As the only convertible in its lineup approaches the end of its life cycle, Lexus is looking ahead to another critical step in the balancing act it's undertaking: trying to appeal to younger buyers while keeping its core customers.
Lexus ponders drop-top options
Brand debates whether to seek prestige or chase rivals for volume
|Convertible sales have sunk since the 2009 recession. The Lexus IS C, which debuted as a 2010 model, has been no exception.|
|Jan-Nov. sales||Jan-Nov. sales|
At last month's Los Angeles Auto Show, Lexus showed a roadster concept it called LF-C2. The car was designed to appeal to "traditional luxury buyers" and an "exquisitely styled buyer group of younger folks," said Jeff Bracken, Lexus Division general manager.
Bracken says the LF-C2 was "purely a concept" and not slated for production. But according to a person familiar with Lexus' planning, the brand is considering whether to produce a version of it to sell as the convertible RC -- an affordable, sporty stablemate for its newest coupe -- or to build a convertible version of the much more exclusive LF-LC concept it showed in 2012 at the Detroit auto show.
A convertible based on the LF-LC would be a halo car that elevates the brand, while the RC version would sell more vehicles. "The question is: Is the brand willing to support two convertibles?" the person said.
How to replace the aging IS convertible is at the heart of a broader debate at the 25-year-old luxury brand, which led the luxury segment for more than a decade, but now trails BMW and Mercedes-Benz: Should it try to compete against those rivals on the basis of prestige, or chase them on volume?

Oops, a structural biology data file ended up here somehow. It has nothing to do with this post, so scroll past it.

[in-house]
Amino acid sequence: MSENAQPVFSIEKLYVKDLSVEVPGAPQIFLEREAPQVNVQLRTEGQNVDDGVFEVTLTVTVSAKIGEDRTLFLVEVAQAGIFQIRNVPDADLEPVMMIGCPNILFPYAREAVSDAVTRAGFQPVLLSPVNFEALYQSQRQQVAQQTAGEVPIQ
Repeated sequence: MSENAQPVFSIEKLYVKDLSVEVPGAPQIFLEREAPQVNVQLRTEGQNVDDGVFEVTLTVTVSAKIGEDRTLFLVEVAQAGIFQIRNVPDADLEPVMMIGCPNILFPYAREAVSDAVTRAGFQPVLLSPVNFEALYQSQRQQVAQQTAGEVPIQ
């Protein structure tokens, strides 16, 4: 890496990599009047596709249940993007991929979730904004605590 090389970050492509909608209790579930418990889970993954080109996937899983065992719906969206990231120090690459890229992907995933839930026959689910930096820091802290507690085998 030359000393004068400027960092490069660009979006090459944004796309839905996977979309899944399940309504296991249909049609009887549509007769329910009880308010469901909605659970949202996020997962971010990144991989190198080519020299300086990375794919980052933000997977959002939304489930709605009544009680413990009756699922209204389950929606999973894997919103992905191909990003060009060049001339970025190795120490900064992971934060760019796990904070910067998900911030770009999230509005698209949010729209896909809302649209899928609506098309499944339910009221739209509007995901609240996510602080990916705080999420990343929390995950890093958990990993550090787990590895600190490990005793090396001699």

Bracken acknowledges that Lexus doesn't expect to win back its luxury crown this year, but notes that it has been narrowing the sales gap with Mercedes in recent months, thanks to strong sales of the IS compact sedan and CT hybrid, vehicles aimed at a younger demographic.
With an average customer age of about 60, Lexus must change its approach toward becoming a full-line luxury brand to appeal to customers in their 30s and 40s as well, Bracken told Automotive News at the Los Angeles show.
"We definitely like our older customers," Bracken said. "It's just that we need younger buyers in addition to that. When you look at the size of the [market for] younger buyers, it's bigger than baby boomers and seniors, so just from a pure business standpoint, it would be foolish for us not to consider Gen X and Gen Y. Otherwise, we'll get smaller and smaller."
Working convertibles into that mix can be tricky. While they have some emotional appeal for younger consumers, they provide little in the way of the utility that these buyers demand, said Edmunds editor Mark Takahashi.
"As the economy is still recovering, convertibles are still viewed as a luxury item," Takahashi said. "Most shoppers are looking to get the most out of their investment and for the time being, that's a crossover SUV."
Lexus dealers say they are eager for an entry in the growing three-row crossover segment, one that could compete with the BMW X5 and Audi Q7. Lexus said the decision over how to replace the IS convertible will not affect its plans for a three-row crossover.
The IS convertible, introduced as a 2010 model on the second-generation IS sedan platform, has had sales steadily decline for the last four years.
Takahashi said Lexus may look at its next convertible as a way to extract more sales from its core customers, affluent baby boomers who no longer need a lot of cargo room and can afford a weekend plaything.
"It's possible that Lexus is attempting to appeal to these buyers and compete on a more emotional level as other brands," he said.
That may be enough for Lexus. "We do think certainly that there's a market for convertibles in the luxury segment," Bracken told Automotive News last week. But he added: "It's not a huge volume item for us."
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